CHESTER - According to the morning line, Hansen should win Saturday's Grade 2, $750,000 West Virginia Derby by as far as the average person can throw a rock. He's the prohibitive 3-5 favorite, and his career purse earnings of $1,773,305 surpass those of his nine challengers combined.
Hansen comes to Mountaineer Casino Racetrack & Resort as the reigning North America juvenile male champion. He is the first horse bearing that credential ever to race at a West Virginia track.
He is also the only Grade 1 winner in the field, accomplishing that feat when he defeated Union Rags by a head in the 2011 Breeders' Cup Juvenile at Churchill Downs. Hansen's career record includes eight starts, five wins and a pair of second-place finishes. He has thrice triumphed and twice placed in graded company.
Hansen is shown winning the 2011 Breeders' Cup Juvenile at Churchill Downs (Photo by Coady Photography)
Mike Smith, a 46-year-old Hall of Fame member and two-time Eclipse Award winner, will ride Hansen in the West Virginia Derby, replacing (at least temporarily) Ramon Dominguez. The great jockeys have ways of perfectly synchronizing their abilities with a horse's best stride.
Eddie Arcaro was a master at this, as were Bill Shoemaker and Jerry Bailey. Smith's career achievements - which include victories in all three Triple Crown races and 15 wins in Breeders' Cup competition - strongly suggest he's a rider of similar caliber.
Hansen is an exceptionally handsome Thoroughbred, roan to the point of almost being white. He is trained by 43-year-year-old Michael J. Maker, who is based in Louisville, Ky.
Maker has been a conditioner for two decades. He has registered 70 career stakes wins, the first of which occurred at Mountaineer, with a horse named Freefourinternet in the 2004 Labor Day Handicap.
Kendall Hansen, M.D., bred Hansen in Kentucky, and campaigns him in partnership with Harvey Diamond, whose nom de course is Skychai Racing, LLC. Diamond is the more silent of the partners.
But Kendall Hansen enjoys the public spotlight. He's planning to distribute 1,000 horse dolls at Mountaineer on West Virginia Derby Day, and has announced that the colt who bears his name will run with the end-tip of his tail painted blue, something the earnest doctor was denied by racing officials when Hansen competed in New York and Kentucky.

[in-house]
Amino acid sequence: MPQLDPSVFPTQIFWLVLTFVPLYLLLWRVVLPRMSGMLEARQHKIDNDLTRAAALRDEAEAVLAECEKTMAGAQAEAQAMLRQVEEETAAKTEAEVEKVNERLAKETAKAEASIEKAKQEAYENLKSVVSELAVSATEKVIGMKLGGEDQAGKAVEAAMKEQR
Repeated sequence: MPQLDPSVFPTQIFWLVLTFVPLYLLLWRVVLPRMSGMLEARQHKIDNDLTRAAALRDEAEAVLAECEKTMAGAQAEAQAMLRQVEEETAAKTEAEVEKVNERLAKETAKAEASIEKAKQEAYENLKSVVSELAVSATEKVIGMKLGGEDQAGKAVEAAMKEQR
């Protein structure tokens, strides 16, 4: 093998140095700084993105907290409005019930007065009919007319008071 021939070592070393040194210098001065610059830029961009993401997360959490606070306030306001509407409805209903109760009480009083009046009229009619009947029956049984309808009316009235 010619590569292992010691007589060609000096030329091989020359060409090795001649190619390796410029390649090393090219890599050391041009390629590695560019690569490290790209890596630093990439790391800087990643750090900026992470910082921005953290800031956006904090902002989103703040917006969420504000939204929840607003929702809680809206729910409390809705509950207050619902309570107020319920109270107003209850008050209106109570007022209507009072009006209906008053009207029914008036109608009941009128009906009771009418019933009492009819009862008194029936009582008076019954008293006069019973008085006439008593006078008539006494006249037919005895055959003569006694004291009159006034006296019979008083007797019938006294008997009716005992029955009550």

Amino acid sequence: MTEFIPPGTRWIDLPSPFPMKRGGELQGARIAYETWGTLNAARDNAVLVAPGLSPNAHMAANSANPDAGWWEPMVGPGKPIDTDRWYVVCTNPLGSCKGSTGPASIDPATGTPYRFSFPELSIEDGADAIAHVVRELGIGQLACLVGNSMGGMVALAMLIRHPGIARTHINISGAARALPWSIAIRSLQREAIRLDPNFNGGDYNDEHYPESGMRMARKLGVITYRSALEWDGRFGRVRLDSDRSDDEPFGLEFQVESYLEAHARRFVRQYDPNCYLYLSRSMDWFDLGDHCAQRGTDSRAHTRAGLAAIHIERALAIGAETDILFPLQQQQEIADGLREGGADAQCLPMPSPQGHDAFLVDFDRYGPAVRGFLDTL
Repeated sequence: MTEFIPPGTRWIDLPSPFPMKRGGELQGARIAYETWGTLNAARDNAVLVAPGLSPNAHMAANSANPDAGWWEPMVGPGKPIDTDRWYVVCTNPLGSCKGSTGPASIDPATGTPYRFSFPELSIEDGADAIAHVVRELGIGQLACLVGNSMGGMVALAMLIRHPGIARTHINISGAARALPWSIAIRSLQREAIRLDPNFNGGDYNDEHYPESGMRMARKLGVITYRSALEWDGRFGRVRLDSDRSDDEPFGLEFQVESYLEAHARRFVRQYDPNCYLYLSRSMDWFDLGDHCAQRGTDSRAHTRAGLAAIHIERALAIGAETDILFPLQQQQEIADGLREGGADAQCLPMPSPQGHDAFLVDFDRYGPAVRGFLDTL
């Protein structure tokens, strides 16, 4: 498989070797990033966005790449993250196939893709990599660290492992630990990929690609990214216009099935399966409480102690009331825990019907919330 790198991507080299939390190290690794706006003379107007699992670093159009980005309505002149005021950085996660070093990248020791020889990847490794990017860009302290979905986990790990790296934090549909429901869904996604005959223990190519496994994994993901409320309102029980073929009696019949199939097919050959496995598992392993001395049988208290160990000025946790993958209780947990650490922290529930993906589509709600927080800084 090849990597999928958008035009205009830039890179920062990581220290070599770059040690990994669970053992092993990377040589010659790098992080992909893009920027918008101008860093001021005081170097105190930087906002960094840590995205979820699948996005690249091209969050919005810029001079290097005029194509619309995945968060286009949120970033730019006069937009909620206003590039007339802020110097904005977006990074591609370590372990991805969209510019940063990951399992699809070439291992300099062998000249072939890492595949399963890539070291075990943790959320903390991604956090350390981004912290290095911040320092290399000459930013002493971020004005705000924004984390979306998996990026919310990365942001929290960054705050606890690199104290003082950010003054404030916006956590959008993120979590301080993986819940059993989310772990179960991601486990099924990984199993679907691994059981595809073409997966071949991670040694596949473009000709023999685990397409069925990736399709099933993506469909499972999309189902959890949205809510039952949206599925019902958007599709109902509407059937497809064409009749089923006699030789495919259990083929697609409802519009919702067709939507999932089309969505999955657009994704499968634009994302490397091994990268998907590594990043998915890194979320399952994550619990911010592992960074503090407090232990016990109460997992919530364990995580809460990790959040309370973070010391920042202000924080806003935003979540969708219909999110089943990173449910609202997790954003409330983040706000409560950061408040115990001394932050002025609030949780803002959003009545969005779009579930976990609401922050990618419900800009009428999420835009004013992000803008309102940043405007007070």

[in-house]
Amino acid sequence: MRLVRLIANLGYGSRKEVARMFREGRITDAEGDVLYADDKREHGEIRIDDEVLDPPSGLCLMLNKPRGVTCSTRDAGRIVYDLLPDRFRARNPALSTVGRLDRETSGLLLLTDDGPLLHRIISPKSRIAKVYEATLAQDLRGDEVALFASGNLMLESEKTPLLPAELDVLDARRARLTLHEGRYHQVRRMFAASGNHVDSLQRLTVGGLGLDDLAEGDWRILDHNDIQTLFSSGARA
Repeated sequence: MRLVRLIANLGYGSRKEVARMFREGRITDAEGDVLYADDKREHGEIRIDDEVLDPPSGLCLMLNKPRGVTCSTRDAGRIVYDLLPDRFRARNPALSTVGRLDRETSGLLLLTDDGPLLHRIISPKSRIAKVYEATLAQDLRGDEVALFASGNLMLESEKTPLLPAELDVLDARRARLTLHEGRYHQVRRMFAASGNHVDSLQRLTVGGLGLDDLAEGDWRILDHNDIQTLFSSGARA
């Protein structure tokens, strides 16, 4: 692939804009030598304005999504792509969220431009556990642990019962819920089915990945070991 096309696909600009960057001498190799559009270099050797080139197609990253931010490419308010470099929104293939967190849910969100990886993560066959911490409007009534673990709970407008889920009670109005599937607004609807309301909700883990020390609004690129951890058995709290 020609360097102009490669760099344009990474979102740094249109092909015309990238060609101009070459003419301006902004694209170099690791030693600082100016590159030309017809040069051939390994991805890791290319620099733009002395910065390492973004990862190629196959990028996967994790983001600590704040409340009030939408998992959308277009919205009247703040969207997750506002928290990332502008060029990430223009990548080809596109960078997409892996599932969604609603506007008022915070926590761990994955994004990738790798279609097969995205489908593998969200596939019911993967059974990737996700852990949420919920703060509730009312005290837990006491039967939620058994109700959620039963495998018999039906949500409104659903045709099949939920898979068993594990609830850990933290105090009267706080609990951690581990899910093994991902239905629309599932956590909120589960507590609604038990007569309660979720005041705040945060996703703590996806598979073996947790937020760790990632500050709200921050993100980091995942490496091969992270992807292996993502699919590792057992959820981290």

"I'm doing it for the kids - I want to get young children interest in horse racing," he told Steve Kourpus, a steward at Mountaineer. But Hansen's not viewed as a performer in a Ringling Brothers grand menagerie. Neither is he a knight's charger on his way to a jousting tournament. Hansen is a racehorse with serious credentials, as revealed in his pedigree and past performances, pertaining to both Mountaineer and the national racing scene.
Hansen's sire, Tapit, already has one West Virginia Derby winner among his offspring Concord Point, who was victorious in 2010. And Hansen's dam, Stormy Sunday, won in starter allowance company at Mountaineer back in 2005.
More importantly, go back three generations in Stormy Sunday's family tree and one fines Terlingua. She was one of the earliest graded stakes winners sired by the 1973 Triple Crown winner Secretariat.
As a broodmare, Terlingua produced Storm Cat, the most prominent stallion on the globe during the past two decades. His stud fee climbed as high as $500,000. Now retired from Thoroughbred breeding activities, Storm Cat continues to reside at Overbrook Farm in Lexington, Kentucky, in a barn sturdy enough to withstand a Category 4 tornado.
Top and bottom, Hansen's pedigree includes Secretariat and Northern Dancer crosses, along with Seattle Slew, Unbridled, Temperence Hill and Native Dancer, all of whom won one or more Triple Crown events. There are Mr. Prospector and Raise a Native crosses as well. This is the blood that flows through Hansen's veins.
He broke his maiden at first asking at Turfway Park last September, then won Turfway's Kentucky Cup Juvenile by 13 lengths. Next came Hansen's Breeders' Cup win, which locked up his champion status.
Hansen commenced his three-year-old campaign in late January with a second-place effort in the Grade 3 Holy Bull Stakes at Gulfstream Park. He followed that a three-length victory of the Grade 3 Gotham Stakes at Aqueduct in early March.
But Hansen has never won at the West Virginia Derby distance of 1 1/8 miles, or beyond that. As the 6-5 favorite, he was second at nine panels to Dullahan in the Grade 1 Blue Grass Stakes on Keeneland's synthetic track in April. And Hansen tired early, and finished ninth in the 1 -mile Kentucky Derby on the first Saturday in May. There have been chinks, some sizeable ones, in the armor.
Maker insists Hansen can win "at any distance on any surface." In some regards, West Virginia Derby history is on his side. The last two winners, Concord Point and Prayer for Relief, prepped for their Mountaineer efforts with victories in the Grade 3 Iowa Derby at Prairie Meadows. On June 30, Hansen won the Iowa Derby by ten lengths.
In other regards, history is against Hansen. Three other horses have come to the West Virginia Derby already having won in Grade 1 company. But none of them won at Mountaineer. Hal's Hope, the 2000 Florida Derby winner, finished second. Dominican, the 2007 Blue Grass winner, finished sixth. Mine That Bird, the 2009 Kentucky Derby winner, finished third.
Hansen's a front-runner. Speed is his game. On Saturday, he'll be chased by the likes of Le Bernardin, Macho Macho and Called to Serve, all of whom are maturing and have strong closing kicks. This is a horse race, and it should be a very entertaining show.